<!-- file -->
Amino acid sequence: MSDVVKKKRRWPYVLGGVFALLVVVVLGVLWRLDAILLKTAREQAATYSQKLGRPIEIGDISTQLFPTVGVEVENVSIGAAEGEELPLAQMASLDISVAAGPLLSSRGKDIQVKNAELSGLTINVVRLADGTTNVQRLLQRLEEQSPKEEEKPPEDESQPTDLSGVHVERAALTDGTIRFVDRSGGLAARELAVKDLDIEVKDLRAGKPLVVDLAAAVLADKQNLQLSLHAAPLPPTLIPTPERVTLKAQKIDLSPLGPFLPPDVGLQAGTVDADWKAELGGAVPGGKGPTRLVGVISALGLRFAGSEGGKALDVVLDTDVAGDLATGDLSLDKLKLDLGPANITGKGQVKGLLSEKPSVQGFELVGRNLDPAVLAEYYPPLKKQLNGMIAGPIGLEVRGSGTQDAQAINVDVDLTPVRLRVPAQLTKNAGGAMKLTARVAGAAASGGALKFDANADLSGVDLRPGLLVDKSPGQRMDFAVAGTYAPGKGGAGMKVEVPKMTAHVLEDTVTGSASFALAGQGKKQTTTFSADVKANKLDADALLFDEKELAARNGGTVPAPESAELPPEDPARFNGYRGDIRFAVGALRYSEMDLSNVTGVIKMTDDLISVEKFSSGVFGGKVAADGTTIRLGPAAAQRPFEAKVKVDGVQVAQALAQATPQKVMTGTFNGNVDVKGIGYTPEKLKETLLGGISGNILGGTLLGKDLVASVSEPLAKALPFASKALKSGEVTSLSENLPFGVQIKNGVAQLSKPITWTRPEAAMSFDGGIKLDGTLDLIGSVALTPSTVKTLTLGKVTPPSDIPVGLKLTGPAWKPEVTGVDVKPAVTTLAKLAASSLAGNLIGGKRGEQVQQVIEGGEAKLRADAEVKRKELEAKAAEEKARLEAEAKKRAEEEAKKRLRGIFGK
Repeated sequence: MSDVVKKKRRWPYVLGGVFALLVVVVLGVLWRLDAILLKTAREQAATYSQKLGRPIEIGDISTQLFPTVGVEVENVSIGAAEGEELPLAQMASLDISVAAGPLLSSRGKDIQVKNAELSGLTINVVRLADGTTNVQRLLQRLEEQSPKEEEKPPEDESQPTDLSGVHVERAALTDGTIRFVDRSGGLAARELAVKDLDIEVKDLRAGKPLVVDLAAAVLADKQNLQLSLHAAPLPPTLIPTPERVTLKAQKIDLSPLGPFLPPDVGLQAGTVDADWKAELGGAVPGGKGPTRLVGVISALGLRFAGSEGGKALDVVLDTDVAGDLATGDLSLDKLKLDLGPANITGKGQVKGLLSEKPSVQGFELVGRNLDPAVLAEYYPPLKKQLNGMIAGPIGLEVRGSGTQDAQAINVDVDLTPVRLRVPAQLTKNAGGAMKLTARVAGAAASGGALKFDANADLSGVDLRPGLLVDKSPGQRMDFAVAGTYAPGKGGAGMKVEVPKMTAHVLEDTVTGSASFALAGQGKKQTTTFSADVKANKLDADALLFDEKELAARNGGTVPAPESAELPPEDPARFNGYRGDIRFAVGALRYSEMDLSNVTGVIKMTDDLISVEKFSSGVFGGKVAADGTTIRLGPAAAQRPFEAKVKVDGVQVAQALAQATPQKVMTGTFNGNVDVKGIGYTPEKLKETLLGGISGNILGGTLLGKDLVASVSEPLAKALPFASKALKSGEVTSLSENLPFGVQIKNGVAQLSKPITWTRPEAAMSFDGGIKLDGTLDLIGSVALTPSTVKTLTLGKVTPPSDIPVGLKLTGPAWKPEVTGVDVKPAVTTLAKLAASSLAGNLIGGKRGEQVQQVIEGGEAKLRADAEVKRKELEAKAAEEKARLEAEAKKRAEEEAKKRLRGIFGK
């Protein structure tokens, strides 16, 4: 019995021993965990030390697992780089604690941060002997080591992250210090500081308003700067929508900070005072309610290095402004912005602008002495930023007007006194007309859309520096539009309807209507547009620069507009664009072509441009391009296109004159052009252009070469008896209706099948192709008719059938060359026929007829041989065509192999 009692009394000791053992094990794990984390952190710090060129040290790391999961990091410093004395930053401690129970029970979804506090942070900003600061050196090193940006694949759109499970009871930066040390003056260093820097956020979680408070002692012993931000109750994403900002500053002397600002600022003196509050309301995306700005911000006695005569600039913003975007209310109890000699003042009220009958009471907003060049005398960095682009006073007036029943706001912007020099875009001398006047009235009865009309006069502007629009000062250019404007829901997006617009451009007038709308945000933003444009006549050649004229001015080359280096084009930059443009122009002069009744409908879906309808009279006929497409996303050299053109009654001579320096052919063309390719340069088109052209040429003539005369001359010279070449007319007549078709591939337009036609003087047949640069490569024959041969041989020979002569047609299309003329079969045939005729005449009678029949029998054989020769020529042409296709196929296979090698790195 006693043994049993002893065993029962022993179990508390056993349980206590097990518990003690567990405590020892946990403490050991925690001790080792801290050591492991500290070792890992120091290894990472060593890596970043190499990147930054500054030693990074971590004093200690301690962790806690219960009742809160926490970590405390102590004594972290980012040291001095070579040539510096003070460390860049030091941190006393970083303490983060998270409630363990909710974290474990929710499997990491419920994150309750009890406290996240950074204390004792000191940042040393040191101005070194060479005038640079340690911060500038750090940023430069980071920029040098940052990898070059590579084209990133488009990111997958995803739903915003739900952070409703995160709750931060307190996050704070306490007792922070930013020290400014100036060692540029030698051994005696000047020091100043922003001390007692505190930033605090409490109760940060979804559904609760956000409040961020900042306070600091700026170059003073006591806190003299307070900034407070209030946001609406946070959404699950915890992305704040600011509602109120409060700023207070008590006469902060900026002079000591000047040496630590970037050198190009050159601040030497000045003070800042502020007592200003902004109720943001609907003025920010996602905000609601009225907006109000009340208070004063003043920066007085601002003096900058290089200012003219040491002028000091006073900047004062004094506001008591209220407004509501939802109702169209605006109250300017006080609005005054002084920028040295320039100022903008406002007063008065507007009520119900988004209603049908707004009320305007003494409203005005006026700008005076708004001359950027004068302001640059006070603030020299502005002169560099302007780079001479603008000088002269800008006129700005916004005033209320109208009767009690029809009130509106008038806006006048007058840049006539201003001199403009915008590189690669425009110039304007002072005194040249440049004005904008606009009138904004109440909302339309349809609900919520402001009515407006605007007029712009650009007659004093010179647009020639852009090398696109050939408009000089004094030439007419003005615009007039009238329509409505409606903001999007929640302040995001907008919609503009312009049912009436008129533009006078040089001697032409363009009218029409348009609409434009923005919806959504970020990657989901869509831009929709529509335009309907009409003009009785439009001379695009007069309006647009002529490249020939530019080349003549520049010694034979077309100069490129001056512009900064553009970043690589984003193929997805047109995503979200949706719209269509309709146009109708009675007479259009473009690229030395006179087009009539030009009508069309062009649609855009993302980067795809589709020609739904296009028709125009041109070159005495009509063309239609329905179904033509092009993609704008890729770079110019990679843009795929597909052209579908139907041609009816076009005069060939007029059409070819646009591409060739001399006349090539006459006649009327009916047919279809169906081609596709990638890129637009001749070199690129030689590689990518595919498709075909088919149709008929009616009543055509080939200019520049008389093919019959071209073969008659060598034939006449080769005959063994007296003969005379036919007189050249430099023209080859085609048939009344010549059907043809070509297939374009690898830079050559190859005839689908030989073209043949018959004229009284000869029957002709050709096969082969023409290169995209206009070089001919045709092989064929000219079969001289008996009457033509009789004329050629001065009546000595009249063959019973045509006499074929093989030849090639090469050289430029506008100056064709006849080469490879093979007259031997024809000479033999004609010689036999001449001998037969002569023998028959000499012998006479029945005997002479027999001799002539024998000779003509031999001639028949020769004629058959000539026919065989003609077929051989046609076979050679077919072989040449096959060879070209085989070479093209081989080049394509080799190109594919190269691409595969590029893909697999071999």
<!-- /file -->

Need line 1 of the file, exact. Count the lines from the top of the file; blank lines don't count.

Amino acid sequence: MSDVVKKKRRWPYVLGGVFALLVVVVLGVLWRLDAILLKTAREQAATYSQKLGRPIEIGDISTQLFPTVGVEVENVSIGAAEGEELPLAQMASLDISVAAGPLLSSRGKDIQVKNAELSGLTINVVRLADGTTNVQRLLQRLEEQSPKEEEKPPEDESQPTDLSGVHVERAALTDGTIRFVDRSGGLAARELAVKDLDIEVKDLRAGKPLVVDLAAAVLADKQNLQLSLHAAPLPPTLIPTPERVTLKAQKIDLSPLGPFLPPDVGLQAGTVDADWKAELGGAVPGGKGPTRLVGVISALGLRFAGSEGGKALDVVLDTDVAGDLATGDLSLDKLKLDLGPANITGKGQVKGLLSEKPSVQGFELVGRNLDPAVLAEYYPPLKKQLNGMIAGPIGLEVRGSGTQDAQAINVDVDLTPVRLRVPAQLTKNAGGAMKLTARVAGAAASGGALKFDANADLSGVDLRPGLLVDKSPGQRMDFAVAGTYAPGKGGAGMKVEVPKMTAHVLEDTVTGSASFALAGQGKKQTTTFSADVKANKLDADALLFDEKELAARNGGTVPAPESAELPPEDPARFNGYRGDIRFAVGALRYSEMDLSNVTGVIKMTDDLISVEKFSSGVFGGKVAADGTTIRLGPAAAQRPFEAKVKVDGVQVAQALAQATPQKVMTGTFNGNVDVKGIGYTPEKLKETLLGGISGNILGGTLLGKDLVASVSEPLAKALPFASKALKSGEVTSLSENLPFGVQIKNGVAQLSKPITWTRPEAAMSFDGGIKLDGTLDLIGSVALTPSTVKTLTLGKVTPPSDIPVGLKLTGPAWKPEVTGVDVKPAVTTLAKLAASSLAGNLIGGKRGEQVQQVIEGGEAKLRADAEVKRKELEAKAAEEKARLEAEAKKRAEEEAKKRLRGIFGK